where \(\tilde {X}\) is a copy of the input X, intentionally corrupted by a sort of noise [35]. To simulate a form of Bernoulli Noise [40], we apply a Dropout layer, immediately after the input layer, where 10 of the connections are randomly cut.

Sparse autoencoder

Similarly to a DAE, a Sparse AE (SAE) learning process also has two main goals: (1) minimizing the reconstruction error when aiming to copy the input data, and (2) applying a sparsity penatly (represented by Ω to the parameters involved in the encoding part:

$$\begin{array}{@{}rcl@{}} \underset{\theta}{\text{argmin}}~J(\theta,X) = L(X, g_{\theta_{d}}(f_{\theta_{e}}(X + \lambda\cdot\Omega(\theta_{e}))) \end{array} $$
(3)

Although it also tries to reproduce X, an SAE can address unique statistical features of the dataset it has been trained on [35, 41]. To deliver that sparsity element, we use an L1 penalty, with a λ of 10−5.

Methodology

We have adopted the methodology described in [19], which was also used in [21]. Our experiments consist of an analysis of the performance of a DNN, trained to classify different cancer types, studying how three different factors may impact the network performance:

  1. 1.

    The top layers, where we use three different AEs as weight initialization;

  2. 2.

    The dimension of the latent vector of the AEs, that means the encoding layer size;

  3. 3.

    The imputation technique, to replace missing data when preprocessing the datasets.

For all these, we follow the same pipeline (see Fig. 1). For each experience, we start by pre-training a different AE to minimize the reconstruction error, before importing them into the top of the classification architecture. When doing so, we choose one of the two strategies considered for this study: (1) add just the encoding layers, or (2) add all the pre-trained AE. After the embedding of the AE to the top layers, we consider two different approaches in the training process: (A) fixing the imported weights of the AE layers, and (B) by allowing them to be fine-tuned, during the model training for the classification task.

Fig. 1
figure1

Overall pipeline of our experiments. This figure illustrates the chosen metodology for our work. Firstly, we pre-train the autoencoders (AEs), before embedding them to the top layers of the classification network, fullfilling either Strategy 1 (import only the encoding layers from the AE) or Strategy 2 (import the complete AE). Each of the full assembled architectures is then trained to detect one of the 5 cancer types, in the input data. The training process can follow two different approaches, regarding the imported weights of the AEs: (A) fixing them or (B) allowing subsequent fine-tune. I represents the input layer, E the encoding layer, \(\hat {I}\) the output layer of the AE; at the classification region of the network, D represents the fully connected layer, and O the output of the classifer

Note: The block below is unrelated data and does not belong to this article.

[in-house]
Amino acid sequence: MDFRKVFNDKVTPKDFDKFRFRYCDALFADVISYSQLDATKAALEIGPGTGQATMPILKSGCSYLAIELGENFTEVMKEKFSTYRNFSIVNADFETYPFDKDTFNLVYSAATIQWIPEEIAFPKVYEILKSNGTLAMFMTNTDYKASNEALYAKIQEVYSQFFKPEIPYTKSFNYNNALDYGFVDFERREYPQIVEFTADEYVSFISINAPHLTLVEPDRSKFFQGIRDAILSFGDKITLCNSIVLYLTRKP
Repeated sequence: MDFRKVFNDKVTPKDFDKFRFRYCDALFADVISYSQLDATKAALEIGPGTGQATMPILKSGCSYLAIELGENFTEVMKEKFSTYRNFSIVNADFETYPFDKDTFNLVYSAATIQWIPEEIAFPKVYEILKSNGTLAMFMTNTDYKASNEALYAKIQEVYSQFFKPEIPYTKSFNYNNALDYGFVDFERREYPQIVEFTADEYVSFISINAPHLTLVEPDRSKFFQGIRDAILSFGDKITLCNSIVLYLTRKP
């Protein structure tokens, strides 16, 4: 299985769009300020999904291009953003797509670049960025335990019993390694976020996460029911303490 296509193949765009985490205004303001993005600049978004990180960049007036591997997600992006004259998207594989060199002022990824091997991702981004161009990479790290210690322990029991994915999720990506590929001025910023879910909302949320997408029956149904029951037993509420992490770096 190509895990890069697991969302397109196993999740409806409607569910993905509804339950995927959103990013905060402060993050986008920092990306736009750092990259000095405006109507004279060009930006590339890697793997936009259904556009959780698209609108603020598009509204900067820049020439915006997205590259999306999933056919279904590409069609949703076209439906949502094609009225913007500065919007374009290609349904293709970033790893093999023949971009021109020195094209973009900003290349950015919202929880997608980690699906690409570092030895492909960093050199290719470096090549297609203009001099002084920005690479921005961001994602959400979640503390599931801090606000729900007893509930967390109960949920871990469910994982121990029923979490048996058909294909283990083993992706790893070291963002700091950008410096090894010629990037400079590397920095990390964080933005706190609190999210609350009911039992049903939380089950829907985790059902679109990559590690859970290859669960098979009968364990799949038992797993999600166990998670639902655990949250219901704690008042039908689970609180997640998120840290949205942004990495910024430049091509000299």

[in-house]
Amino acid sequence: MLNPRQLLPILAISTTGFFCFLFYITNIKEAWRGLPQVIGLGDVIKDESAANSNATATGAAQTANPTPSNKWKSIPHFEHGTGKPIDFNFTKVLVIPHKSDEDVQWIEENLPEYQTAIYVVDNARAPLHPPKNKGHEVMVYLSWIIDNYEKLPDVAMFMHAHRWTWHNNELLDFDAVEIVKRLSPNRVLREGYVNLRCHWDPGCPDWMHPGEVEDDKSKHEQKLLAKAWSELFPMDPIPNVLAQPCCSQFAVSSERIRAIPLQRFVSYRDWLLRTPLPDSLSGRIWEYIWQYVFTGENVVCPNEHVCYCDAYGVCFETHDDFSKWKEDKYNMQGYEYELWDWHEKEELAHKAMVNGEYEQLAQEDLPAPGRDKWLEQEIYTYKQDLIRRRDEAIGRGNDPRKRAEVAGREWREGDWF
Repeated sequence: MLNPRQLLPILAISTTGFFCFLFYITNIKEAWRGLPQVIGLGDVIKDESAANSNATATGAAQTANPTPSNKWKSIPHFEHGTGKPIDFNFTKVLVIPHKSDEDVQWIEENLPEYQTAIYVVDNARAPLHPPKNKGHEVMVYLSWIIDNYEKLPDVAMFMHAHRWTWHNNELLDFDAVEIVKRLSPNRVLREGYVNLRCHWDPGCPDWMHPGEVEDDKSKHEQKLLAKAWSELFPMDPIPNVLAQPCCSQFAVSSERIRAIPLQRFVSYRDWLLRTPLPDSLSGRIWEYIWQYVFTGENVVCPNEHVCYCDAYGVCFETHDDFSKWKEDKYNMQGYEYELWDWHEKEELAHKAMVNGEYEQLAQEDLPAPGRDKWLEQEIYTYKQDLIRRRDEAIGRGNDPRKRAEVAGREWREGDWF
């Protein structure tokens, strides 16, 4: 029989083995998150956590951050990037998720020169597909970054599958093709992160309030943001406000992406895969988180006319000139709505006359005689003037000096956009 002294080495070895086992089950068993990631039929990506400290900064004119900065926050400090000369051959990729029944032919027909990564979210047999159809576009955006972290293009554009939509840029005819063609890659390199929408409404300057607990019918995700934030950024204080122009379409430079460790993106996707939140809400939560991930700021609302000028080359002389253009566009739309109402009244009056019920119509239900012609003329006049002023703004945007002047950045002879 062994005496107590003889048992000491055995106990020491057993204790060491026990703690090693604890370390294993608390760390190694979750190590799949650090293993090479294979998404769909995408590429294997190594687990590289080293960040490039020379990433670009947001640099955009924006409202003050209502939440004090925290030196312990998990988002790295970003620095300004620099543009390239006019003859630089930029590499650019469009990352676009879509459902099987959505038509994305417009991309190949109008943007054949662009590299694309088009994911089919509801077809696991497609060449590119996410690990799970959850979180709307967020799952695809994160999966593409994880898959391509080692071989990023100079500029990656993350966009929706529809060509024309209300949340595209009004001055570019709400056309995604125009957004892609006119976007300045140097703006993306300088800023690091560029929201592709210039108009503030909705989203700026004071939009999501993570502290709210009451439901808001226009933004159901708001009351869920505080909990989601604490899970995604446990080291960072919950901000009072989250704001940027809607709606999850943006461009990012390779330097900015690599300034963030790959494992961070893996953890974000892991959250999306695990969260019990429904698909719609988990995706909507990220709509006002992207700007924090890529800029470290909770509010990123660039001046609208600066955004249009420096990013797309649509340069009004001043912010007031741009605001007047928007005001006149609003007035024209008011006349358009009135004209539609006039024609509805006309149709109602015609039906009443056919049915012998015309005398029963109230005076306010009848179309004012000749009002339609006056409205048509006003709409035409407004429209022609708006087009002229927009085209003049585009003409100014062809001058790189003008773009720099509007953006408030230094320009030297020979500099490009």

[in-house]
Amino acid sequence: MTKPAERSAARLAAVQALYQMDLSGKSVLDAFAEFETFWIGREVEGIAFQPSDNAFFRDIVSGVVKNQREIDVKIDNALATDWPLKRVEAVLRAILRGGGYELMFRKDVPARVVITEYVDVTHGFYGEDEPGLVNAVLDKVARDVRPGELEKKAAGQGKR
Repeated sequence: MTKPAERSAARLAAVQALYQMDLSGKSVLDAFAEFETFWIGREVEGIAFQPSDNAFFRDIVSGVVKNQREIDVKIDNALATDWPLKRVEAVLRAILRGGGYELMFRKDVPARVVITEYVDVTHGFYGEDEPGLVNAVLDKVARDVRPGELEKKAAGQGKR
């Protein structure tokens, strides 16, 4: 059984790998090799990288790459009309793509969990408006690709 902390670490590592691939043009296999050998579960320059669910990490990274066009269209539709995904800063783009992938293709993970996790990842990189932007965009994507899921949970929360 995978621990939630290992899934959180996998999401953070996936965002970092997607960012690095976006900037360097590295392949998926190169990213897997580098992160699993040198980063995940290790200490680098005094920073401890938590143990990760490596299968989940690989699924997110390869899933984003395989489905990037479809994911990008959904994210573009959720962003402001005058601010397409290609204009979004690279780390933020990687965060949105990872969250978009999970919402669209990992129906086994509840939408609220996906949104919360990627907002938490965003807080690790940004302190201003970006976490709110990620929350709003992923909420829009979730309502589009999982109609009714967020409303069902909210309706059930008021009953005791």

With the complete architectures (AE as the top part of the classification network) assembled, we train each one to distinguish:

  • The RNA-Seq input data as one of 5 cancers, namely thyroid, skin, stomach, breast, and lung;

  • The malaria input data as Malaria or Non-Malaria;

  • The breast masses input data as Malign or Benign.

Besides the top layers imported from the AE, the classification part of the full architecture is composed of a Batch Normalization layer [42], followed by two Fully Connected layers with a ReLU [34] activation. Since we aim to detect one type of cancer at the time, the last layer — the predictive one — is a single neuron layer with a Sigmoid non-linearity [43]. This activation considers that if the probability of the classification is lower than 0.5, the sample is classified as negative (that is not having the disease); otherwise, the sample is classified as positive.

To assess the following experiments, we decided to only use the AE that achieved the best results in the first experiments. For points (2) and (3), we try three different dimensions: 64, 32, and 16. For the data imputation study, we use three strategies: replacing the data with (a) the mean column value (used as default), a constant value (in this case, zero), and (b) with the most frequent value.